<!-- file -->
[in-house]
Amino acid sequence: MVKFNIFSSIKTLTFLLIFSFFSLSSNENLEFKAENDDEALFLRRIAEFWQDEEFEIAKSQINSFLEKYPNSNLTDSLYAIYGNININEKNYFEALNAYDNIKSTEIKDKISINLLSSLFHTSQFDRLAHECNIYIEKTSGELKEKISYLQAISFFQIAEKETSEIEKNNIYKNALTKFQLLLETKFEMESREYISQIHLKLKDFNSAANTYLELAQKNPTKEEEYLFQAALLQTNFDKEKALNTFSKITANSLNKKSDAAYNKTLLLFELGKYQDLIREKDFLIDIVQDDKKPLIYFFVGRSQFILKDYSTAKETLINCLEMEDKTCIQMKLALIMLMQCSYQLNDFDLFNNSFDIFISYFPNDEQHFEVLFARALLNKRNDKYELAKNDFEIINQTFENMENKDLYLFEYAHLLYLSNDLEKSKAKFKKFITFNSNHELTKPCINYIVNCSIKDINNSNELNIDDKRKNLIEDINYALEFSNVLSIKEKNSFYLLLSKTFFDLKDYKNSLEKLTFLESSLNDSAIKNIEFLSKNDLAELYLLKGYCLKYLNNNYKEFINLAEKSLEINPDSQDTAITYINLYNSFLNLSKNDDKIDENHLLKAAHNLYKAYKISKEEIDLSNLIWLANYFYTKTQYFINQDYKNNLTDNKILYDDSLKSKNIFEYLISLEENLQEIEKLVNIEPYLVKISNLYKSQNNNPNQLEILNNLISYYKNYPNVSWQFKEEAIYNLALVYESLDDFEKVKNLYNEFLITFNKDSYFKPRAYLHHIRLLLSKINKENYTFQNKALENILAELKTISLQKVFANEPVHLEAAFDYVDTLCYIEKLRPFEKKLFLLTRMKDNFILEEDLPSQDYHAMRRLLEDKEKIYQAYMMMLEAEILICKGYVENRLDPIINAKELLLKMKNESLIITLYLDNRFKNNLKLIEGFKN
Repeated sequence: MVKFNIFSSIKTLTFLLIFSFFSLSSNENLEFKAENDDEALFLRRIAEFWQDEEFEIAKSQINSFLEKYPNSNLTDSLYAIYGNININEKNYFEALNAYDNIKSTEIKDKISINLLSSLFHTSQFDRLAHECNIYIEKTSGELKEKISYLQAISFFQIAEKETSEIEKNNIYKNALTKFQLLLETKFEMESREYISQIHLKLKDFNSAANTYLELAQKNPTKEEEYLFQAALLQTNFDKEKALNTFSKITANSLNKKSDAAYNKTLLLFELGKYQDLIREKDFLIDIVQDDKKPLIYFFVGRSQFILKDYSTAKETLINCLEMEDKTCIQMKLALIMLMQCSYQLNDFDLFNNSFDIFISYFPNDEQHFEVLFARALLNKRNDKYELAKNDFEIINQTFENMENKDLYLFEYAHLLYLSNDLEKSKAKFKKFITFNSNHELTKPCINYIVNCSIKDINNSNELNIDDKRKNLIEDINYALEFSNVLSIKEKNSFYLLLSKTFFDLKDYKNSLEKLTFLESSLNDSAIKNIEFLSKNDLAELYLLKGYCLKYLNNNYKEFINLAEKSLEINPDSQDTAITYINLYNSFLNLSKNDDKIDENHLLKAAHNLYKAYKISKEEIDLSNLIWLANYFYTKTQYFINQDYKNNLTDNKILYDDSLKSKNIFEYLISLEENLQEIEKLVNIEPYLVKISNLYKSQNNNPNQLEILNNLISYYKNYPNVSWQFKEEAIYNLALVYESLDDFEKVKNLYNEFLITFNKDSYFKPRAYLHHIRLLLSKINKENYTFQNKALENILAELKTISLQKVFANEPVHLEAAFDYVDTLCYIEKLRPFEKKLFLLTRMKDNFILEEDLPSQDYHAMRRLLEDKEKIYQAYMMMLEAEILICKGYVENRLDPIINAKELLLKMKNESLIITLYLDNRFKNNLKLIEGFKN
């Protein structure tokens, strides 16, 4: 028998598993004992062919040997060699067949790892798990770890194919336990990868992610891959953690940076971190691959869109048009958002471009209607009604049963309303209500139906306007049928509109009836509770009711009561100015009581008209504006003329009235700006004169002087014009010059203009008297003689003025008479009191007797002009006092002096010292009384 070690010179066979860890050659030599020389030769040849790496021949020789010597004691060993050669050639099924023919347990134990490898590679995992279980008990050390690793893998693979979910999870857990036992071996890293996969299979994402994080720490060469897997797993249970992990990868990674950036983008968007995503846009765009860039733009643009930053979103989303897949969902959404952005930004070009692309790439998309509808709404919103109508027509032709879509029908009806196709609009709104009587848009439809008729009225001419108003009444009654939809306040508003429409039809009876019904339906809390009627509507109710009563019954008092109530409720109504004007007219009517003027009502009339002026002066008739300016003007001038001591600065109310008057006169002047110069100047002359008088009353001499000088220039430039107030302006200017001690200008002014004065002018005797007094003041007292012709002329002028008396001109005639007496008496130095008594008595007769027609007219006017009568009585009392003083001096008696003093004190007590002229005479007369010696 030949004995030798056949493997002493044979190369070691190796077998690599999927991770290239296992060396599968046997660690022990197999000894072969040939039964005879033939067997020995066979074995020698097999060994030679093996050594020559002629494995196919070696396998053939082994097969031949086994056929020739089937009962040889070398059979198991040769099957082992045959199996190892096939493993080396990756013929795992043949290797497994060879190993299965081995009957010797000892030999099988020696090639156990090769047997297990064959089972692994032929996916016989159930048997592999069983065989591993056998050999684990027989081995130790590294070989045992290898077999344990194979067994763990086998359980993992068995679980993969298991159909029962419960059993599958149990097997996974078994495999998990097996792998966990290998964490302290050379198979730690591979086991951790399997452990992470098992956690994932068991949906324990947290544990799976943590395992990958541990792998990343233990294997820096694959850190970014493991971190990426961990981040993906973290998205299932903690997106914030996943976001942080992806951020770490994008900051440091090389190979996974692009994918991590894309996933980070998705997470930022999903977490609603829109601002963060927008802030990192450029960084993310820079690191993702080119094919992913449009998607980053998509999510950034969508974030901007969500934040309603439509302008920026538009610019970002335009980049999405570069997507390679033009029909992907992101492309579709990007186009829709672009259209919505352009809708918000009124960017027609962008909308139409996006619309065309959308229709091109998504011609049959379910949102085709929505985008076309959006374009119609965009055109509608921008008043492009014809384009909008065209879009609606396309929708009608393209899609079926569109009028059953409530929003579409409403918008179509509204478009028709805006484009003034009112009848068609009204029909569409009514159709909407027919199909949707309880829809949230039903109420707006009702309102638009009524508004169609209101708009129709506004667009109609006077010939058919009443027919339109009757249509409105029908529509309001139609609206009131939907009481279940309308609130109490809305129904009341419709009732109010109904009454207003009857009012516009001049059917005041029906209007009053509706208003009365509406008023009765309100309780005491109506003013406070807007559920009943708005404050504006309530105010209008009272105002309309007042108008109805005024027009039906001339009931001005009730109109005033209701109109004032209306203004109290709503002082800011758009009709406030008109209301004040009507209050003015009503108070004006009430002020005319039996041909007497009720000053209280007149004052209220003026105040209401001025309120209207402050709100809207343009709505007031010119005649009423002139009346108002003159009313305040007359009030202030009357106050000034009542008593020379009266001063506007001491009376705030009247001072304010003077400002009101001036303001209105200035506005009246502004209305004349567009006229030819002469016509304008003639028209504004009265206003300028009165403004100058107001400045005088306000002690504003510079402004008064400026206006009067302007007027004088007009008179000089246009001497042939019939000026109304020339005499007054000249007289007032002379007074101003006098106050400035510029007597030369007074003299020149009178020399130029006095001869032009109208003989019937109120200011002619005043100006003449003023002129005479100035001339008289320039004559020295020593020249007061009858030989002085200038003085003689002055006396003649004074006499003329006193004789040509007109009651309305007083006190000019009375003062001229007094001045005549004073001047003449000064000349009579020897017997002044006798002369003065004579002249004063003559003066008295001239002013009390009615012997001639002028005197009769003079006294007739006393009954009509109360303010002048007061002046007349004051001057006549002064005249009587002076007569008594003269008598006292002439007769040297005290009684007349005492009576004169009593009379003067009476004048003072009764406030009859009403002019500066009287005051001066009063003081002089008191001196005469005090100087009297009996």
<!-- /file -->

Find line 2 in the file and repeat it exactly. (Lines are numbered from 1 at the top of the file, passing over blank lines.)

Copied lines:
Amino acid sequence: MVKFNIFSSIKTLTFLLIFSFFSLSSNENLEFKAENDDEALFLRRIAEFWQDEEFEIAKSQINSFLEKYPNSNLTDSLYAIYGNININEKNYFEALNAYDNIKSTEIKDKISINLLSSLFHTSQFDRLAHECNIYIEKTSGELKEKISYLQAISFFQIAEKETSEIEKNNIYKNALTKFQLLLETKFEMESREYISQIHLKLKDFNSAANTYLELAQKNPTKEEEYLFQAALLQTNFDKEKALNTFSKITANSLNKKSDAAYNKTLLLFELGKYQDLIREKDFLIDIVQDDKKPLIYFFVGRSQFILKDYSTAKETLINCLEMEDKTCIQMKLALIMLMQCSYQLNDFDLFNNSFDIFISYFPNDEQHFEVLFARALLNKRNDKYELAKNDFEIINQTFENMENKDLYLFEYAHLLYLSNDLEKSKAKFKKFITFNSNHELTKPCINYIVNCSIKDINNSNELNIDDKRKNLIEDINYALEFSNVLSIKEKNSFYLLLSKTFFDLKDYKNSLEKLTFLESSLNDSAIKNIEFLSKNDLAELYLLKGYCLKYLNNNYKEFINLAEKSLEINPDSQDTAITYINLYNSFLNLSKNDDKIDENHLLKAAHNLYKAYKISKEEIDLSNLIWLANYFYTKTQYFINQDYKNNLTDNKILYDDSLKSKNIFEYLISLEENLQEIEKLVNIEPYLVKISNLYKSQNNNPNQLEILNNLISYYKNYPNVSWQFKEEAIYNLALVYESLDDFEKVKNLYNEFLITFNKDSYFKPRAYLHHIRLLLSKINKENYTFQNKALENILAELKTISLQKVFANEPVHLEAAFDYVDTLCYIEKLRPFEKKLFLLTRMKDNFILEEDLPSQDYHAMRRLLEDKEKIYQAYMMMLEAEILICKGYVENRLDPIINAKELLLKMKNESLIITLYLDNRFKNNLKLIEGFKN